So much for my peaceful state of mind!

I had experienced a devastating tornado while living in Florida back when my children were very young. It was the most terrifying experience of my life. When you are huddled in the laundry room with your young family not knowing whether or not the tornado already has gone by, you realize that Mother Nature is in control and that anytime you believed you were, you were mistaken!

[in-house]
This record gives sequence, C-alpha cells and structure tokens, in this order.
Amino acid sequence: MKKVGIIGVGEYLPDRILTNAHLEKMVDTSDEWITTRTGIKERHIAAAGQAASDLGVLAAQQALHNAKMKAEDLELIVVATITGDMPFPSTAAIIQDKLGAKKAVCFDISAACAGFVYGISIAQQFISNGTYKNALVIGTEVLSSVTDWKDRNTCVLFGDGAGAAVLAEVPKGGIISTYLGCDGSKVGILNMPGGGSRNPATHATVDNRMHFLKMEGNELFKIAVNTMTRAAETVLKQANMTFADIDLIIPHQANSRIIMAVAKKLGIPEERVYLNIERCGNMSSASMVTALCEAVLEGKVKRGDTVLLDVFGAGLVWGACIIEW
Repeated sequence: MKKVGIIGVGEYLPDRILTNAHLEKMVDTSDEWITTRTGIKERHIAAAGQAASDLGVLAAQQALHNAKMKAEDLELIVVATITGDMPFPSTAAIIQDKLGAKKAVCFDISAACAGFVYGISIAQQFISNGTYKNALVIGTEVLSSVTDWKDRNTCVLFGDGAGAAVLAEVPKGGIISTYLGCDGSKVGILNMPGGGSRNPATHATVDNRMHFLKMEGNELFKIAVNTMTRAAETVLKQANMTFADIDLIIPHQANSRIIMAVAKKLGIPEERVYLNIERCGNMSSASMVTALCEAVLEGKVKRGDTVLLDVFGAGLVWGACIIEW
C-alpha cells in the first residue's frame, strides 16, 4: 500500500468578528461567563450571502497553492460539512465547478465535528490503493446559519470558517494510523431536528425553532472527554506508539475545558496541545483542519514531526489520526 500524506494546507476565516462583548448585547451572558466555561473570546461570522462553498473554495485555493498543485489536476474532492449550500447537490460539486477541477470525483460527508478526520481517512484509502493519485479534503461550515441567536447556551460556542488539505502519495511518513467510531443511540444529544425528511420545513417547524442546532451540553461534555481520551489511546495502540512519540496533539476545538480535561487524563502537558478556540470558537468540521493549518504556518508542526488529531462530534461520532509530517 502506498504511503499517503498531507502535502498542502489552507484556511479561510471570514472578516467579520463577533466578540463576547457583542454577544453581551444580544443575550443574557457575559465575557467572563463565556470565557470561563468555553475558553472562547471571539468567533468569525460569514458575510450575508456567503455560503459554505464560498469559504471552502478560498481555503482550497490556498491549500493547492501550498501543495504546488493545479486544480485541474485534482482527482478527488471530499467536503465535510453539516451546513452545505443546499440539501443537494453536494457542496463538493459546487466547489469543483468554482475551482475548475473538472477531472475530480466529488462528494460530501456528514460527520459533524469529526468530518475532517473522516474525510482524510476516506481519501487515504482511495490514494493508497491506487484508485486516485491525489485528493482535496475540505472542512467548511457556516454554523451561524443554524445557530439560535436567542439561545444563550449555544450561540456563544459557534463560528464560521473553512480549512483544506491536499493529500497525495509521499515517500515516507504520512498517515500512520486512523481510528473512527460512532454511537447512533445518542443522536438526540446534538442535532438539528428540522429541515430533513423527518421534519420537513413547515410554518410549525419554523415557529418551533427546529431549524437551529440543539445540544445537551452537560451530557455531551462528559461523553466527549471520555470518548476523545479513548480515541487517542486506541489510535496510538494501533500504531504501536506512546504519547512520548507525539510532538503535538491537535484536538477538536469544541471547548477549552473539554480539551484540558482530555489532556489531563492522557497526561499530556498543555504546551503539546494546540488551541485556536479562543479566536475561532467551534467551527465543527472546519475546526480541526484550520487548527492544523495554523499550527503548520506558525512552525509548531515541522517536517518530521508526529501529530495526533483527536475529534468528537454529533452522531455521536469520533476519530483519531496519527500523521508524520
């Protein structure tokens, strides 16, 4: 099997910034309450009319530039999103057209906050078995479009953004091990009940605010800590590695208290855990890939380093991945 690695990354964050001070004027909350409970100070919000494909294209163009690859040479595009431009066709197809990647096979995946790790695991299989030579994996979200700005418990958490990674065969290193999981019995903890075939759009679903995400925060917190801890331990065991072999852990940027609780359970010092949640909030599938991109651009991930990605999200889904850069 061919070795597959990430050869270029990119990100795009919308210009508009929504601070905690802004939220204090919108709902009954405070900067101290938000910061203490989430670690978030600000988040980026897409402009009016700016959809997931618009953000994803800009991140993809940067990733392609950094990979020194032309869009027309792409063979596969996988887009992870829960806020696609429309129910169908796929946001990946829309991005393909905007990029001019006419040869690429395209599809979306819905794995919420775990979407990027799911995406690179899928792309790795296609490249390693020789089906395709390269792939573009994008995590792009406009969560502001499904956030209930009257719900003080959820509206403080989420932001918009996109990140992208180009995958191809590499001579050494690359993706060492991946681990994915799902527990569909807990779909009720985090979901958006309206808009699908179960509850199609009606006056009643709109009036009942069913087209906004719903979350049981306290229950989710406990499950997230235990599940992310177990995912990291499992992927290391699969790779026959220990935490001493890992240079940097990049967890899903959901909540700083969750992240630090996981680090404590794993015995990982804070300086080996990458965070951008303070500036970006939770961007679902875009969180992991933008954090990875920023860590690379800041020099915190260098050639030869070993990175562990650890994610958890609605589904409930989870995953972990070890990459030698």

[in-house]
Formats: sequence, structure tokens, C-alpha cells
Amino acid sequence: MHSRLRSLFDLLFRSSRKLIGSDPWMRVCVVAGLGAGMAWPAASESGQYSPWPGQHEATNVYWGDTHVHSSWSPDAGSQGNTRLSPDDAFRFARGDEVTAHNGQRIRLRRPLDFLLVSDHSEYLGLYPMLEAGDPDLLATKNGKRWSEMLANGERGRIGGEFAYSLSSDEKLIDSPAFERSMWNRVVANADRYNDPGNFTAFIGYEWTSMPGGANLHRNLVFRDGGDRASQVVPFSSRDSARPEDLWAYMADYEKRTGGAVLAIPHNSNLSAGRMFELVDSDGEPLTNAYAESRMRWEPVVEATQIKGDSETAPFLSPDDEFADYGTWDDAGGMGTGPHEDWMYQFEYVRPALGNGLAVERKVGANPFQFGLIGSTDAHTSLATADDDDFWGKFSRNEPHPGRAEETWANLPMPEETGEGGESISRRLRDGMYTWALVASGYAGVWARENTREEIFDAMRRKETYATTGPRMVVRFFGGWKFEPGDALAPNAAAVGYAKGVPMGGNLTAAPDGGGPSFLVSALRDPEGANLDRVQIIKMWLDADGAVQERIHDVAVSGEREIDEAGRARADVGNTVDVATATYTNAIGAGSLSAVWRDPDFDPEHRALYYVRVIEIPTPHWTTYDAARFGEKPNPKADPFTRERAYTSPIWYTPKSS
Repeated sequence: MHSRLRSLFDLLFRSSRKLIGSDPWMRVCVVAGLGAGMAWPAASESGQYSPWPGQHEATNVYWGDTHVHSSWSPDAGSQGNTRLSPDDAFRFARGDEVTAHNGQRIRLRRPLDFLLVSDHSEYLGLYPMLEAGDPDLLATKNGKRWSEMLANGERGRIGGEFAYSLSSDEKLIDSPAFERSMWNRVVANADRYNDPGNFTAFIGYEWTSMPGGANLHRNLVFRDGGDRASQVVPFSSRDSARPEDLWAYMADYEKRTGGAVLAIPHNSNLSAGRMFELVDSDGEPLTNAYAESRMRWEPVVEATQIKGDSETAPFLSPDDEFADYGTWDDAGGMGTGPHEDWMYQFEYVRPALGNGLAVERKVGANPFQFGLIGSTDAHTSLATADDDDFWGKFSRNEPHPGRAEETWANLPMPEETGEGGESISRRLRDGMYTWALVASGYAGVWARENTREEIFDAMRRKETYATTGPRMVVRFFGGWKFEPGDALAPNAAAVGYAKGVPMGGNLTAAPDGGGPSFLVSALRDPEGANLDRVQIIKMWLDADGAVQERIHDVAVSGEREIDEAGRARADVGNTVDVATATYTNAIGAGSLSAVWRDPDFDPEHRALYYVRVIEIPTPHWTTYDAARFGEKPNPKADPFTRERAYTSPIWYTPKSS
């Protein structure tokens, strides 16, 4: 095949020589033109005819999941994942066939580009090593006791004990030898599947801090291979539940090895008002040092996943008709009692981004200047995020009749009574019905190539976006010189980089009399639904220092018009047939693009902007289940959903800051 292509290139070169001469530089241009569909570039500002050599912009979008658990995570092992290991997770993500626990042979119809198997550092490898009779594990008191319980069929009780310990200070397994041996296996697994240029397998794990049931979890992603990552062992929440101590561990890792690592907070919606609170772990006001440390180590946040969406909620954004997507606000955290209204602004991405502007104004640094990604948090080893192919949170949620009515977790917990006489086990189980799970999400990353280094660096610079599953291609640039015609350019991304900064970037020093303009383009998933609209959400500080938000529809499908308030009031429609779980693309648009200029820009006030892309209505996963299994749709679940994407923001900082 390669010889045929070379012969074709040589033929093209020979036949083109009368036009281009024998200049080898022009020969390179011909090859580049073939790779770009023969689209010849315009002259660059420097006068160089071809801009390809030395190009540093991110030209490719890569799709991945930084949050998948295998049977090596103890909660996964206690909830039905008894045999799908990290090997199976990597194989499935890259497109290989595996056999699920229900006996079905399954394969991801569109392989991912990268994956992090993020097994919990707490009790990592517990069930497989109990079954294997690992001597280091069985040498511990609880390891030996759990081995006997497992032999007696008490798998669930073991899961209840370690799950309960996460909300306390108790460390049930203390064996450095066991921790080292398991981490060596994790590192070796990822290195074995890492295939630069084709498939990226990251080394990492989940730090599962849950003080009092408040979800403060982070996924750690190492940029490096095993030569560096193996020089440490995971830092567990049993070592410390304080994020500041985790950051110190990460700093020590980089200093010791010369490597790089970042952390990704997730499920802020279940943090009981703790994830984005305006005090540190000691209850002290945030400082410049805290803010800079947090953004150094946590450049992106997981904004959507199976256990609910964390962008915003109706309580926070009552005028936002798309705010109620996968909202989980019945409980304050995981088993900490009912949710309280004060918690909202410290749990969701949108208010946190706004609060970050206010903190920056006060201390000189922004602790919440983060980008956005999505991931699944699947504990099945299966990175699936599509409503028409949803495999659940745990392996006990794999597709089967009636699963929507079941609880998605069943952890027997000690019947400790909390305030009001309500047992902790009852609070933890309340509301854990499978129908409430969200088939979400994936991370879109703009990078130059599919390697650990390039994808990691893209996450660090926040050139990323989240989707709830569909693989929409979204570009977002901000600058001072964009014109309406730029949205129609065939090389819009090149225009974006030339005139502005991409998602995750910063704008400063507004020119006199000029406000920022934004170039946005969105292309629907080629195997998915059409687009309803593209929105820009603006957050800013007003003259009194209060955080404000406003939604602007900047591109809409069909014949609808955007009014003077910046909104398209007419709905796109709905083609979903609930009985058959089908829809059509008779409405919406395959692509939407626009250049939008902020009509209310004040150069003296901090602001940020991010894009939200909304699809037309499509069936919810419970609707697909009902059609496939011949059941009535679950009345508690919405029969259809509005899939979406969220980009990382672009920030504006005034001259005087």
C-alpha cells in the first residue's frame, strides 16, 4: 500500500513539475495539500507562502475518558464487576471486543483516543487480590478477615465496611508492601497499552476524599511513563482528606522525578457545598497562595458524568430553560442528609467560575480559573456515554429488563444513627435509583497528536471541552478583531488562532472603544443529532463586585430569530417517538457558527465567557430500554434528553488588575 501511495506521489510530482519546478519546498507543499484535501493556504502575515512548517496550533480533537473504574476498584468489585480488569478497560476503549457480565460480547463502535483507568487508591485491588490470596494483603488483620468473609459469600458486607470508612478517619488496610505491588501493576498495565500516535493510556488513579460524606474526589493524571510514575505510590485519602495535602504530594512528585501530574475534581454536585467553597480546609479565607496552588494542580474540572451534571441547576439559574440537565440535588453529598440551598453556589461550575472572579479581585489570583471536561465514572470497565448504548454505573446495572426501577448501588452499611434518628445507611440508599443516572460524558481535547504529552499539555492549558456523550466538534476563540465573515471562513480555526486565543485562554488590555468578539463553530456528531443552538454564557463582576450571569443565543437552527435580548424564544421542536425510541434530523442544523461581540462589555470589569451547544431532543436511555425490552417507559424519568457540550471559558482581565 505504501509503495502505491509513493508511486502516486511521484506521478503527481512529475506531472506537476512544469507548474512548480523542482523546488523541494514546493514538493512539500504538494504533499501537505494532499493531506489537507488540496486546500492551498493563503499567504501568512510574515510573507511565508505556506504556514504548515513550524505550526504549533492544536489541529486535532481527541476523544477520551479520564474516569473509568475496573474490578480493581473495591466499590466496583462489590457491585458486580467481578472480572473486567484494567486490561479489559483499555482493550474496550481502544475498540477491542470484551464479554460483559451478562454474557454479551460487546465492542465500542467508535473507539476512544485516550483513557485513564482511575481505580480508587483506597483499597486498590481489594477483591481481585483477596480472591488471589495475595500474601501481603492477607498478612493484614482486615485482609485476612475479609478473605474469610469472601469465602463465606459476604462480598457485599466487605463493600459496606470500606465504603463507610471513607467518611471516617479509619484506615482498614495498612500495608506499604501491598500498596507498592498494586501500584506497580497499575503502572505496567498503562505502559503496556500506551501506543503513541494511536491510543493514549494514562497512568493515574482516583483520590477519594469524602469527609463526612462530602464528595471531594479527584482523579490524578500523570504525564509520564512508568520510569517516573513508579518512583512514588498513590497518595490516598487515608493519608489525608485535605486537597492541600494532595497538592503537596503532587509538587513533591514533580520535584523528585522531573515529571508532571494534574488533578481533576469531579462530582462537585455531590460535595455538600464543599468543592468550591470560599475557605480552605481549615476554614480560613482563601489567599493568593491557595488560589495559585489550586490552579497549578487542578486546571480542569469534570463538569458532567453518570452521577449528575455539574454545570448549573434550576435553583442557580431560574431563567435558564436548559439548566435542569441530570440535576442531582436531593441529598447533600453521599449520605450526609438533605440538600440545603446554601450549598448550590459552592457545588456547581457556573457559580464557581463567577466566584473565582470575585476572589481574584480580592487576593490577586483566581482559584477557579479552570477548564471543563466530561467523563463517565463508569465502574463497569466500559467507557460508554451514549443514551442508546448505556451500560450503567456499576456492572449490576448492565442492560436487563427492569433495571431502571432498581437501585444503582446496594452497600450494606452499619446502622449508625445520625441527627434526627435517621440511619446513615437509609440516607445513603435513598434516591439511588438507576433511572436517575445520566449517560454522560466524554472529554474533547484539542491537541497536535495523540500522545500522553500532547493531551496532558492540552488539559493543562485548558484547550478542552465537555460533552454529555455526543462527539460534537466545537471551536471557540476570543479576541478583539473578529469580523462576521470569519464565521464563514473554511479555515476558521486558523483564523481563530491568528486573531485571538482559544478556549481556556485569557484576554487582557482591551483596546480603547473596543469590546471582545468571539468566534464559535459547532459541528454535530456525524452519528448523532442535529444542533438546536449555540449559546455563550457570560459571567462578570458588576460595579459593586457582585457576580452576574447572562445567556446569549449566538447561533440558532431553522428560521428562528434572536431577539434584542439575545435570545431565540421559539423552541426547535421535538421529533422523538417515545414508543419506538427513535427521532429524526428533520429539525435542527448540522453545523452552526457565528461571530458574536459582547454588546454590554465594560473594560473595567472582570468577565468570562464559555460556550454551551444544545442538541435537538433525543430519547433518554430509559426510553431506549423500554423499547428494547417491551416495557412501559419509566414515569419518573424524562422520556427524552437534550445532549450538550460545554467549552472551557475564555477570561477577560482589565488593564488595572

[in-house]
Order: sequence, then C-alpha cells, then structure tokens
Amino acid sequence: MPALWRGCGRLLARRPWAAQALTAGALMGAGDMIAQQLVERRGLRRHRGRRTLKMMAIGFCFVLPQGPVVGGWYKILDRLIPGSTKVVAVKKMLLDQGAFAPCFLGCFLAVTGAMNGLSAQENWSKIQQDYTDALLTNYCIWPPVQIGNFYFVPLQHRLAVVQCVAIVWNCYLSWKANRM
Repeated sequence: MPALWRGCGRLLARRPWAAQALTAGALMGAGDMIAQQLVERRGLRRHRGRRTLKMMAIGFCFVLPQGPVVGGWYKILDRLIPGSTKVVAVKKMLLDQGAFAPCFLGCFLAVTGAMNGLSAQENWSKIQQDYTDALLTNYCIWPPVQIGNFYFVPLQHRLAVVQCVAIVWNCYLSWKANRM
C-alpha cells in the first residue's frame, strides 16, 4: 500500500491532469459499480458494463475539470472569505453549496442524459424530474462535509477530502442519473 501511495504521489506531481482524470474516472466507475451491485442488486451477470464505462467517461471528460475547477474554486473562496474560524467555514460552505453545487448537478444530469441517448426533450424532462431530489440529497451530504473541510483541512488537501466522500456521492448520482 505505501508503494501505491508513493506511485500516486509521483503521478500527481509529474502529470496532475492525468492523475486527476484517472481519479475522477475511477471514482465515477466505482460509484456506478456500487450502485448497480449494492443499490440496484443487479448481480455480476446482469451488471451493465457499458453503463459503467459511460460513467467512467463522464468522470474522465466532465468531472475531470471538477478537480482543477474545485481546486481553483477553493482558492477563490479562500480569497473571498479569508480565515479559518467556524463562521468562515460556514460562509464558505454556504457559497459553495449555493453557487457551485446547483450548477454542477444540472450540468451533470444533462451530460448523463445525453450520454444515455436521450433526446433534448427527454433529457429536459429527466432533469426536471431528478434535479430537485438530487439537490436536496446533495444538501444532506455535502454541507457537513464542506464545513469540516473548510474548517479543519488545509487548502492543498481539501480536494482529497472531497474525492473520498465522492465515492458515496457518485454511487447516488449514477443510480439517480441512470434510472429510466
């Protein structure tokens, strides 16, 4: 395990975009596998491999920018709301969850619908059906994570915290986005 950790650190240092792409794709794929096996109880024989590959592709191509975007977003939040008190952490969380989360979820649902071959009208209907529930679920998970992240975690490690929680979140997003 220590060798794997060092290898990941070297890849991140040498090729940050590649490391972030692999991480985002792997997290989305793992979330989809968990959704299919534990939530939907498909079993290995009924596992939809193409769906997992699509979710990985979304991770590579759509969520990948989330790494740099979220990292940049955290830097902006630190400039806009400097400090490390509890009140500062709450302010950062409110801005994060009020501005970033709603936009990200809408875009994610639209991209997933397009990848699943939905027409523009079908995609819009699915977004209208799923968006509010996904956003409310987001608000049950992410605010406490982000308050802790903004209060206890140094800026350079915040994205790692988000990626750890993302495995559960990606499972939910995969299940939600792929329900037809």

I jumped into action, assessed my environment, and determined the best place to seek shelter. The clouds were dark and threatening. Surrounded by couch cushions, I kept my phone on to receive further updates. I remembered that when I had finished packing the car to leave for retreat, my husband - who loves to tease me about my fear of tornadoes - asked if I had packed my helmet. Haha - no, I didn't. My heart was pounding, and I felt a familiar sensation of fear in my body. Ideally, I would "go into" the fear and investigate it, but my mind was like a chattering monkey. I was not meditating or being mindful while taking shelter and waiting for the storm to pass. (It turns out there was a small tornado in the neighboring town that was headed in my direction but changed its course.) Once again, forces larger than myself were in control. I couldn't change the weather around me, only the atmosphere within me. And that's a pretty big deal, actually.